The ratio of the indices of refraction of the two media can be expressed as various ratios.
The index of refraction is inversely proportional to the wave speed.
As the wave speed decreases, the index of refraction increases.
The higher the index of refraction, the more it slows downs the light wave speed.
The previous relationship can be simplified to compare wavelengths and indices: λ1n1 = λ2n2
In air, n1 = 1 and the index of refraction of the material can be defined in terms of the wavelengths.
n1 sin θ1 = n2 sin θ2
θ1 is the angle of incidence
θ2 is the angle of refraction
The experimental discovery of this relationship is usually credited to Willebrord Snell and is therefore known as Snell’s law of refraction.
Refraction is a commonplace occurrence, so identify an analysis model as a wave under refraction.
A ray of single-wavelength light incident on the prism will emerge at angle d from its original direction of travel.
d is called the angle of deviation.
F is the apex angle.
Huygens assumed that light is a form of wave motion rather than a stream of particles.
Huygens’s Principle is a geometric construction for determining the position of a new wave at some point based on the knowledge of the wave front that preceded it.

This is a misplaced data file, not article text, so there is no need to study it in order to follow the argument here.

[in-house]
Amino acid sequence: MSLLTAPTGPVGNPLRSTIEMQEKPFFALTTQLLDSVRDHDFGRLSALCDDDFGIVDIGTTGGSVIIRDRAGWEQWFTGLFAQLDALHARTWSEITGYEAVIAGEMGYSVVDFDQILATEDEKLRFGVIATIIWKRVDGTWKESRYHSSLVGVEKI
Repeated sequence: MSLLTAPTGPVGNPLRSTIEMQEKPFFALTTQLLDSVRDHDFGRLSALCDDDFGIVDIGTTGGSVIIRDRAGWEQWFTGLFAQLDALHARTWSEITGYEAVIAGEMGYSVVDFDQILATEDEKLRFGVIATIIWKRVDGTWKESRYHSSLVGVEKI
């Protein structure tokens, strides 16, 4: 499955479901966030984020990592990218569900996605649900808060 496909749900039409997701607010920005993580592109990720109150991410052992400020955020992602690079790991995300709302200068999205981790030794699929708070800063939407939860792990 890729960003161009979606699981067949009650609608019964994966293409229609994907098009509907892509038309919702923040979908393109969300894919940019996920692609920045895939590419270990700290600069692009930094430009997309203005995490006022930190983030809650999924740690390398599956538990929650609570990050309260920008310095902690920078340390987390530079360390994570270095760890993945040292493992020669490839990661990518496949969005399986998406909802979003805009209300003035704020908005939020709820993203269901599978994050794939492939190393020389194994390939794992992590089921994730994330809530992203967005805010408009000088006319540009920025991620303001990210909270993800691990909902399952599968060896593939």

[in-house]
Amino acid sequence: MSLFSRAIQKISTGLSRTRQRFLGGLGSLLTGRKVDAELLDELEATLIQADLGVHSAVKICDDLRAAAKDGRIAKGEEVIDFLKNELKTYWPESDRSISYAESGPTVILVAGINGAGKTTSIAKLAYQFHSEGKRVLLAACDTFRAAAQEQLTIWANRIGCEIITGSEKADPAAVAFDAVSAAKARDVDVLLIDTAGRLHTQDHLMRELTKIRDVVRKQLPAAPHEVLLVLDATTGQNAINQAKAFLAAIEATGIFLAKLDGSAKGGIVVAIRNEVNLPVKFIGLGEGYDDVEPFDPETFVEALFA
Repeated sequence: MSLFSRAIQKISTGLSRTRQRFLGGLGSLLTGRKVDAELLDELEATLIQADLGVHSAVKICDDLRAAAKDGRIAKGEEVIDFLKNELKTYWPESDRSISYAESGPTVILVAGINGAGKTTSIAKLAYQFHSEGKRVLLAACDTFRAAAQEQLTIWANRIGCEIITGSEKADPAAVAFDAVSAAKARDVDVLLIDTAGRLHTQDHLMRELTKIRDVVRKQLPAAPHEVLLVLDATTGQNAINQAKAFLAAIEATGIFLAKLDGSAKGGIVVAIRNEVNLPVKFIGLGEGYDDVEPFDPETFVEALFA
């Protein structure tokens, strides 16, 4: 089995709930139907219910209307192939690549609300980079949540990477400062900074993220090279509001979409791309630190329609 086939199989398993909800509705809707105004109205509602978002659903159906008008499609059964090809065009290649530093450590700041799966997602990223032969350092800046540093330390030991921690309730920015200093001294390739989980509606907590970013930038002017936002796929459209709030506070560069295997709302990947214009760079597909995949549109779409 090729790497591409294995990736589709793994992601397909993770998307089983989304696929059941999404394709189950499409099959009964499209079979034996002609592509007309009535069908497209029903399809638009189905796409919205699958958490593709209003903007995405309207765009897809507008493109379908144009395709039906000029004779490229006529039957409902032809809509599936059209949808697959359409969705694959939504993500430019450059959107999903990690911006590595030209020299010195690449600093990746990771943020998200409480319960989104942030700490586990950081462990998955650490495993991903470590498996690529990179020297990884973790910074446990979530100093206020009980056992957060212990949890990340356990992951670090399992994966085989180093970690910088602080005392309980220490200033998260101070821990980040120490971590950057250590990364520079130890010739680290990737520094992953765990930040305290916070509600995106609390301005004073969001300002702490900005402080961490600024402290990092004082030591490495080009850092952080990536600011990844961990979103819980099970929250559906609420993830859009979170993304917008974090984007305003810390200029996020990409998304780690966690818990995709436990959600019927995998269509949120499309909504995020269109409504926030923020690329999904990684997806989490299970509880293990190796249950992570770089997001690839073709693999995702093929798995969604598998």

All points on a given wave front are taken as point sources for the production of spherical secondary waves, called wavelets, which propagate outward through a medium with speeds characteristic of waves in that medium.
After some time has passed, the new position of the wave front is the surface tangent to the wavelets.
At t = 0, the wave front is indicated by the plane AA.’
The points are representative sources for the wavelets.
After the wavelets have moved a distance cΔt, a new plane BB’ can be drawn tangent to the wavefronts.
The inner arc represents part of the spherical wave.
The points are representative points where wavelets are propagated.
The new wavefront is tangent at each point to the wavelet.